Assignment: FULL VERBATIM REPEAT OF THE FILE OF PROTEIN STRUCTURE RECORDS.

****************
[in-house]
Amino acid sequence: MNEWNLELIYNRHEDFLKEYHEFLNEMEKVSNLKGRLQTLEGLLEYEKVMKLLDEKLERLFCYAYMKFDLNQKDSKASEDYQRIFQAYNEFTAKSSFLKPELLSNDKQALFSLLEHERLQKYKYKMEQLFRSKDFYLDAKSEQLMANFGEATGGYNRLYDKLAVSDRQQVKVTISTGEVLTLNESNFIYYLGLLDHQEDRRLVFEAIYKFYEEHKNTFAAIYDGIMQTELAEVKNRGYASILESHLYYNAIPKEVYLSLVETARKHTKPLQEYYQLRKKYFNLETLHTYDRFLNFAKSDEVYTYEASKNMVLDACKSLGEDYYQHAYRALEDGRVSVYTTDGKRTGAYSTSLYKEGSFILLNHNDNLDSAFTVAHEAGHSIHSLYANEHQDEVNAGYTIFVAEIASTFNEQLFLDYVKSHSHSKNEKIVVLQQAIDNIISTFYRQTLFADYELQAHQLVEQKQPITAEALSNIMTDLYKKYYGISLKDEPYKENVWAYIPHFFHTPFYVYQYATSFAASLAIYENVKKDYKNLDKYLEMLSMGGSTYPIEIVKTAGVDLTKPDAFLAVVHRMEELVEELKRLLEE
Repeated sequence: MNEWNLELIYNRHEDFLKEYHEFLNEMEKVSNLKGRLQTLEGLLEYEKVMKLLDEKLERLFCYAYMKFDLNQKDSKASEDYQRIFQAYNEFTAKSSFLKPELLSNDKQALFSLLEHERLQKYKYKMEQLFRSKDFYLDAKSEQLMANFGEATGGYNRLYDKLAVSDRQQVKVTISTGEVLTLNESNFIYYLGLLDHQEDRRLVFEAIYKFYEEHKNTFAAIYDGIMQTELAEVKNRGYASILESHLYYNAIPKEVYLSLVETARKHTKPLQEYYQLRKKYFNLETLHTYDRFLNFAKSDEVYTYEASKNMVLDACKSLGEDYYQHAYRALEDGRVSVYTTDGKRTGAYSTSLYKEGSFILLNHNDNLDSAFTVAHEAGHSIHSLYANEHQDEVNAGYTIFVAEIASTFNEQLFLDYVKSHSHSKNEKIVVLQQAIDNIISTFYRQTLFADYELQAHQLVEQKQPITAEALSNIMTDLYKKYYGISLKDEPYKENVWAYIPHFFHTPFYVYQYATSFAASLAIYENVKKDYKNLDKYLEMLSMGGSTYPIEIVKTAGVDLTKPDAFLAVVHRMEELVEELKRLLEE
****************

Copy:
[in-house]
Amino acid sequence: MNEWNLELIYNRHEDFLKEYHEFLNEMEKVSNLKGRLQTLEGLLEYEKVMKLLDEKLERLFCYAYMKFDLNQKDSKASEDYQRIFQAYNEFTAKSSFLKPELLSNDKQALFSLLEHERLQKYKYKMEQLFRSKDFYLDAKSEQLMANFGEATGGYNRLYDKLAVSDRQQVKVTISTGEVLTLNESNFIYYLGLLDHQEDRRLVFEAIYKFYEEHKNTFAAIYDGIMQTELAEVKNRGYASILESHLYYNAIPKEVYLSLVETARKHTKPLQEYYQLRKKYFNLETLHTYDRFLNFAKSDEVYTYEASKNMVLDACKSLGEDYYQHAYRALEDGRVSVYTTDGKRTGAYSTSLYKEGSFILLNHNDNLDSAFTVAHEAGHSIHSLYANEHQDEVNAGYTIFVAEIASTFNEQLFLDYVKSHSHSKNEKIVVLQQAIDNIISTFYRQTLFADYELQAHQLVEQKQPITAEALSNIMTDLYKKYYGISLKDEPYKENVWAYIPHFFHTPFYVYQYATSFAASLAIYENVKKDYKNLDKYLEMLSMGGSTYPIEIVKTAGVDLTKPDAFLAVVHRMEELVEELKRLLEE
Repeated sequence: MNEWNLELIYNRHEDFLKEYHEFLNEMEKVSNLKGRLQTLEGLLEYEKVMKLLDEKLERLFCYAYMKFDLNQKDSKASEDYQRIFQAYNEFTAKSSFLKPELLSNDKQALFSLLEHERLQKYKYKMEQLFRSKDFYLDAKSEQLMANFGEATGGYNRLYDKLAVSDRQQVKVTISTGEVLTLNESNFIYYLGLLDHQEDRRLVFEAIYKFYEEHKNTFAAIYDGIMQTELAEVKNRGYASILESHLYYNAIPKEVYLSLVETARKHTKPLQEYYQLRKKYFNLETLHTYDRFLNFAKSDEVYTYEASKNMVLDACKSLGEDYYQHAYRALEDGRVSVYTTDGKRTGAYSTSLYKEGSFILLNHNDNLDSAFTVAHEAGHSIHSLYANEHQDEVNAGYTIFVAEIASTFNEQLFLDYVKSHSHSKNEKIVVLQQAIDNIISTFYRQTLFADYELQAHQLVEQKQPITAEALSNIMTDLYKKYYGISLKDEPYKENVWAYIPHFFHTPFYVYQYATSFAASLAIYENVKKDYKNLDKYLEMLSMGGSTYPIEIVKTAGVDLTKPDAFLAVVHRMEELVEELKRLLEE